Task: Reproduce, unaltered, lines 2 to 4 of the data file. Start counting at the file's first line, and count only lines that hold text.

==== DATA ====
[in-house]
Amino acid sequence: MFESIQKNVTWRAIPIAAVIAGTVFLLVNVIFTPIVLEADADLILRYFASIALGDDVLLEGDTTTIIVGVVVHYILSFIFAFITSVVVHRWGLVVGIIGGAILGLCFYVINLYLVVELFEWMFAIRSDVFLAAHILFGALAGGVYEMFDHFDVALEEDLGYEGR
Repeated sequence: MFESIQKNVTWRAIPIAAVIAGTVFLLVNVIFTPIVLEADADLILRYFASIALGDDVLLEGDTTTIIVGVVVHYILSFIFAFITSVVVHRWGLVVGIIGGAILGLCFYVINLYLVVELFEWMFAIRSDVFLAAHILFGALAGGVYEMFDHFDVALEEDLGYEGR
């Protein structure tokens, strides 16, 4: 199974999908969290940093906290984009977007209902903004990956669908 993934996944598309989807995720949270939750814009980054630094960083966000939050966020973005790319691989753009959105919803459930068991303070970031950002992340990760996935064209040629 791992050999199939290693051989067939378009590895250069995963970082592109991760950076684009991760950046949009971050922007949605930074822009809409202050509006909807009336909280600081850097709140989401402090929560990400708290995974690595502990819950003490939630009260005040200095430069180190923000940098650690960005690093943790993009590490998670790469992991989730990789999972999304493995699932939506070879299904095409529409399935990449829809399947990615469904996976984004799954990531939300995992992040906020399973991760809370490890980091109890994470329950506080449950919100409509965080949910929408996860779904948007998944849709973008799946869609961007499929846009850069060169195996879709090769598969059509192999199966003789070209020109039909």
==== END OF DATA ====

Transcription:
Amino acid sequence: MFESIQKNVTWRAIPIAAVIAGTVFLLVNVIFTPIVLEADADLILRYFASIALGDDVLLEGDTTTIIVGVVVHYILSFIFAFITSVVVHRWGLVVGIIGGAILGLCFYVINLYLVVELFEWMFAIRSDVFLAAHILFGALAGGVYEMFDHFDVALEEDLGYEGR
Repeated sequence: MFESIQKNVTWRAIPIAAVIAGTVFLLVNVIFTPIVLEADADLILRYFASIALGDDVLLEGDTTTIIVGVVVHYILSFIFAFITSVVVHRWGLVVGIIGGAILGLCFYVINLYLVVELFEWMFAIRSDVFLAAHILFGALAGGVYEMFDHFDVALEEDLGYEGR
């Protein structure tokens, strides 16, 4: 199974999908969290940093906290984009977007209902903004990956669908 993934996944598309989807995720949270939750814009980054630094960083966000939050966020973005790319691989753009959105919803459930068991303070970031950002992340990760996935064209040629 791992050999199939290693051989067939378009590895250069995963970082592109991760950076684009991760950046949009971050922007949605930074822009809409202050509006909807009336909280600081850097709140989401402090929560990400708290995974690595502990819950003490939630009260005040200095430069180190923000940098650690960005690093943790993009590490998670790469992991989730990789999972999304493995699932939506070879299904095409529409399935990449829809399947990615469904996976984004799954990531939300995992992040906020399973991760809370490890980091109890994470329950506080449950919100409509965080949910929408996860779904948007998944849709973008799946869609961007499929846009850069060169195996879709090769598969059509192999199966003789070209020109039909």